RealTime IT News

A Vision for Management and IDS

Next week at the Wi-Fi Planet Conference & Expo in San Jose, Calif., WLAN monitoring company Red-M will unveil its latest product that will bring them into the WLAN control arena as well.

The product, Red-Vision, will power the company's intrusion detection system (IDS), monitor hardware and software usage by clients, and manage the wireless infrastructure as well, according to Karl Feilder, president and CEO of Red-M, who spoke to Wi-Fi Planet from Taipei.

The software runs as a central console in a network operating center, which can be accessed by administrators over any secure browser connection.

Feilder says the security aspects of the service are meant to not only keep the bad guys out but the good guys in.

"Mobility causes problems," says Feilder.

He compares the software to other management tools like Airwave by saying the others have to team up with vendors to provide all the security: "They do two out of three. But three out of three is better."

The software is part of the Red-M suite of products, so it works as part of the Red-Detect IDS system and uses hardware probes to monitor the airwaves. In fact, the company says it sells most of its probes to companies that want to make sure there's no wireless hardware setup at all, whether its 802.11a/b/g or even Bluetooth (an aspect of wireless Fielder says no one else takes seriously as an intrusion threat, but he says his company can quickly show in any demonstration how people can get network access using it).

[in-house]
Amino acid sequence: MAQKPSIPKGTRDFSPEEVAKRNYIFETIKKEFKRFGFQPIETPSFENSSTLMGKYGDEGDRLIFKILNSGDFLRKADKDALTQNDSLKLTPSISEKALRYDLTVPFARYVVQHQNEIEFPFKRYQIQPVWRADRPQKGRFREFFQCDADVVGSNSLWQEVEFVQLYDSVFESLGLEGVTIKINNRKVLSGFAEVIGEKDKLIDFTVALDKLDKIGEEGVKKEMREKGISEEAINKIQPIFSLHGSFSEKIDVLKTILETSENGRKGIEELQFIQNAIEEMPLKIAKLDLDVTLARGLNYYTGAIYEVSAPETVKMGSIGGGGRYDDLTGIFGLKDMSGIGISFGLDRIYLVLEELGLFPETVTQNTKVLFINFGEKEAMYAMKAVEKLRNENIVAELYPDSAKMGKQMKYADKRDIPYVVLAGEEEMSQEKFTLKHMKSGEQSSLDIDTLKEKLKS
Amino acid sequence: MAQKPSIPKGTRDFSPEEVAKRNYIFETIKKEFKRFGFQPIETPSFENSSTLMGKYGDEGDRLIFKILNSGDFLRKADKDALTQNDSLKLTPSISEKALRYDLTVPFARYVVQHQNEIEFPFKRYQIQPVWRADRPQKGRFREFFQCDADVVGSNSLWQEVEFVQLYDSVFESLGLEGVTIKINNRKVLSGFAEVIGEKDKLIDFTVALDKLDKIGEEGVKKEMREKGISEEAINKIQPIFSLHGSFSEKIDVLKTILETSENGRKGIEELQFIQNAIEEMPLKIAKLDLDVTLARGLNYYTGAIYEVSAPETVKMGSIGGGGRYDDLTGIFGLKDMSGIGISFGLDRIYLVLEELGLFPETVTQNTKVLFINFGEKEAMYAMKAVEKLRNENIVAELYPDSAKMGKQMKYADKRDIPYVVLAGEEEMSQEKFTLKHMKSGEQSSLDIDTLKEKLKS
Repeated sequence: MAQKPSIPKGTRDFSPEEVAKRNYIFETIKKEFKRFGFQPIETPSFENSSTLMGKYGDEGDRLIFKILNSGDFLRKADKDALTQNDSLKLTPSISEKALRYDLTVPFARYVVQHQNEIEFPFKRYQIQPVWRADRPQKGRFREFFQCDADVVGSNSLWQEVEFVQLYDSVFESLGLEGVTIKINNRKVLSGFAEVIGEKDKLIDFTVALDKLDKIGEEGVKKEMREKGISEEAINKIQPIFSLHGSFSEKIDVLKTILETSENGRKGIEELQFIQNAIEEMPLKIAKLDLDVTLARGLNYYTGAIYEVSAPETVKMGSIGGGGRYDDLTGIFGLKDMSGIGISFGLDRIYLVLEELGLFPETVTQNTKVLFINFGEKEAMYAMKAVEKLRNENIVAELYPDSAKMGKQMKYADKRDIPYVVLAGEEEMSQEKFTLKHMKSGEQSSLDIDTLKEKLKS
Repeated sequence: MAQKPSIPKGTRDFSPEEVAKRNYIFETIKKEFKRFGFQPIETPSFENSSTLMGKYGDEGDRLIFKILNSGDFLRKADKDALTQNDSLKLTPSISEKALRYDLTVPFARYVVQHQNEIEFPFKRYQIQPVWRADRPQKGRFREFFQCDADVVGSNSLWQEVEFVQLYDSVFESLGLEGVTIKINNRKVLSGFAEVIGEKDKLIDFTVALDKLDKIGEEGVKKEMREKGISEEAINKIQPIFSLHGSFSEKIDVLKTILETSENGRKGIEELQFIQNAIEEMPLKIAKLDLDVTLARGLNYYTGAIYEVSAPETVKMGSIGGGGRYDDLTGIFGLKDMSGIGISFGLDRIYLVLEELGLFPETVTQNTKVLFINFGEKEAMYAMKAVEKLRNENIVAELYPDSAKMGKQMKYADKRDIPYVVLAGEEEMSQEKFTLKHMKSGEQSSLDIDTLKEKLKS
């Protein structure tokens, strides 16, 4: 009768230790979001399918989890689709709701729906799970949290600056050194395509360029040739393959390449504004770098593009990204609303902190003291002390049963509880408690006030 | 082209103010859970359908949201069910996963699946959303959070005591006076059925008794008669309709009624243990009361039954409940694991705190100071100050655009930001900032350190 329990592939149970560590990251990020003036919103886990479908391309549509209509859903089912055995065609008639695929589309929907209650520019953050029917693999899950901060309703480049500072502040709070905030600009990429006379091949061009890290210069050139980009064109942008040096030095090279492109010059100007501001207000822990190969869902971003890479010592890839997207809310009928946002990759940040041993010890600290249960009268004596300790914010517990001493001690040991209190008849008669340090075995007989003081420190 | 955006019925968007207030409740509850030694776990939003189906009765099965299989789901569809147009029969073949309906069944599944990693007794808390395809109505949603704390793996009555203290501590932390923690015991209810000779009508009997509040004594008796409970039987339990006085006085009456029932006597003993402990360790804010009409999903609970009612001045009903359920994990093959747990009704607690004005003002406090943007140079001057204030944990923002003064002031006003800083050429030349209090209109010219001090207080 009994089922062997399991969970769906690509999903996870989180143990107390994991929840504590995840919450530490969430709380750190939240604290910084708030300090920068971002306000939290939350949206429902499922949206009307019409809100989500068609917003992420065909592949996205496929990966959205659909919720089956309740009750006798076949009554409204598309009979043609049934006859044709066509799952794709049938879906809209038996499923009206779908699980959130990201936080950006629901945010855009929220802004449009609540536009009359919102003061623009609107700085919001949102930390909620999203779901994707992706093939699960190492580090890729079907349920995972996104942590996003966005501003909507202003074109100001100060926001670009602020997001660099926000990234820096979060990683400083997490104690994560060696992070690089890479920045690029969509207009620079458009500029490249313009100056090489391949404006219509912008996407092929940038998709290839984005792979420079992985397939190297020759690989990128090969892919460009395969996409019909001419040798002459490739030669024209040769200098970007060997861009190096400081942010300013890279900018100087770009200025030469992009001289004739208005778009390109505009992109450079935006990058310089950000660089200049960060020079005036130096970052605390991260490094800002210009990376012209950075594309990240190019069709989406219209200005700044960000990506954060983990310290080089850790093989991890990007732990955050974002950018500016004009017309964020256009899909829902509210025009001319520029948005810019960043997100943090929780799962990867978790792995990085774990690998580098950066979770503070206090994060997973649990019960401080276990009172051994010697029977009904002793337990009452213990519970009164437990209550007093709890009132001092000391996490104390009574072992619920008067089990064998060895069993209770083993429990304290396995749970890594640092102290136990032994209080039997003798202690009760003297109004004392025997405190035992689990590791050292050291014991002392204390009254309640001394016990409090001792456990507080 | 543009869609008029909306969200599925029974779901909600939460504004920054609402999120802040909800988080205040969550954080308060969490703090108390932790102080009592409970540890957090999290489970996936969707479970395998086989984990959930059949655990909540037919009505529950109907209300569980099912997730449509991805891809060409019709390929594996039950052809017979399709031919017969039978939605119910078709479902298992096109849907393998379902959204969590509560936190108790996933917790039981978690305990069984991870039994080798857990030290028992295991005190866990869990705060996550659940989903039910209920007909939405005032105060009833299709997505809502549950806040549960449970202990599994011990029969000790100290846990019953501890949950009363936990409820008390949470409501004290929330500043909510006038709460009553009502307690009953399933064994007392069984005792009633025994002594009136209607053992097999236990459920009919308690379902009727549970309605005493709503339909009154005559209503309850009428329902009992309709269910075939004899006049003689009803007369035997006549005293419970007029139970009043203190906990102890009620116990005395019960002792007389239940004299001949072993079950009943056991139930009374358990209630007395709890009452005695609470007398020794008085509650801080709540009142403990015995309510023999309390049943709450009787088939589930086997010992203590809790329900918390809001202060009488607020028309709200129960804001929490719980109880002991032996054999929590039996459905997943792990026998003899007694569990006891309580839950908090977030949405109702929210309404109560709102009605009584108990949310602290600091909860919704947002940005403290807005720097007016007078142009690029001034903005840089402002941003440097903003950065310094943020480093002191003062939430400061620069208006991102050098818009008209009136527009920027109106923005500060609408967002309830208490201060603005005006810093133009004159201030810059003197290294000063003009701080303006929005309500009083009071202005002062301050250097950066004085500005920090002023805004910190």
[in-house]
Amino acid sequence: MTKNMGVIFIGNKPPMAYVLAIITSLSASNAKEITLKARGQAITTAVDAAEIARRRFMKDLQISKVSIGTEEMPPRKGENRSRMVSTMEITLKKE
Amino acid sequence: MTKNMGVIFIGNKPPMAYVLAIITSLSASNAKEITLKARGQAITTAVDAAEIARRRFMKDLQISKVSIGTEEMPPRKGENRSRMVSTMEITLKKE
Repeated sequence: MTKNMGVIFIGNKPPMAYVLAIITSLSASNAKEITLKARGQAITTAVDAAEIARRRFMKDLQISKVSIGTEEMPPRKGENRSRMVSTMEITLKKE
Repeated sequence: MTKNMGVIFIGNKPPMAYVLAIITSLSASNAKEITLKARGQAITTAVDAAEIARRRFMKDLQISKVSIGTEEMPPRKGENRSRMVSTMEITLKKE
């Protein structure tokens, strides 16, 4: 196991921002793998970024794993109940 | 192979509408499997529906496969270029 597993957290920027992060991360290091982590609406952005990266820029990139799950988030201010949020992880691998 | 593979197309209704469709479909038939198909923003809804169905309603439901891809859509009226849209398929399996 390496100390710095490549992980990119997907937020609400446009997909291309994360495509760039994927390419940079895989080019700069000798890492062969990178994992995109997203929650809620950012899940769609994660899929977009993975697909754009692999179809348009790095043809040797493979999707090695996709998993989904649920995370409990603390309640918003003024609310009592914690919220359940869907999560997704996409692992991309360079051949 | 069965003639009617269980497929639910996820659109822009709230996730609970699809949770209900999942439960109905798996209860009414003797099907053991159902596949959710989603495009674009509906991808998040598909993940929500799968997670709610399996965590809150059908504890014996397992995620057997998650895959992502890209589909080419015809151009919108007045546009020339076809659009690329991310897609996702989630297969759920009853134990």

Client software on each employee's system identifies who belongs on the network, and helps monitor what they're using.

Feilder says the Red-Vision is "based on the philosophy that you can't manage everything in a wireless environment." Just the individual aspects of each laptop could be thousands of bits of irrelevant data. Instead, the software lets the network administrator define the normal mode of operation for the network -- anything from the 802.11 protocol they run to what version of the Windows OS they use -- and the Red-Vision monitor only reports on deviations from that norm.

"This would be a good service for even a wired network, but we've customized it for mobility of users," says Feilder. "HP OpenView and Tivoli can't cope with mobility, but our user interface is built around geographic maps" of the office. Eventually they plan to release modules for Red-Vision that will introduce features such as real-time positioning and more.

Wi-Fi Planet Conference Do you want a first hand look at Red-Vision? Join us at the Wi-Fi Planet Conference & Expo, December 2 - 5, 2003 at the McEnery Convention Center in San Jose, CA. Red-M's CEO Karl Feilder will be showing off Red-Vision in a Product Spotlight at 11am on Dec. 3 at the show.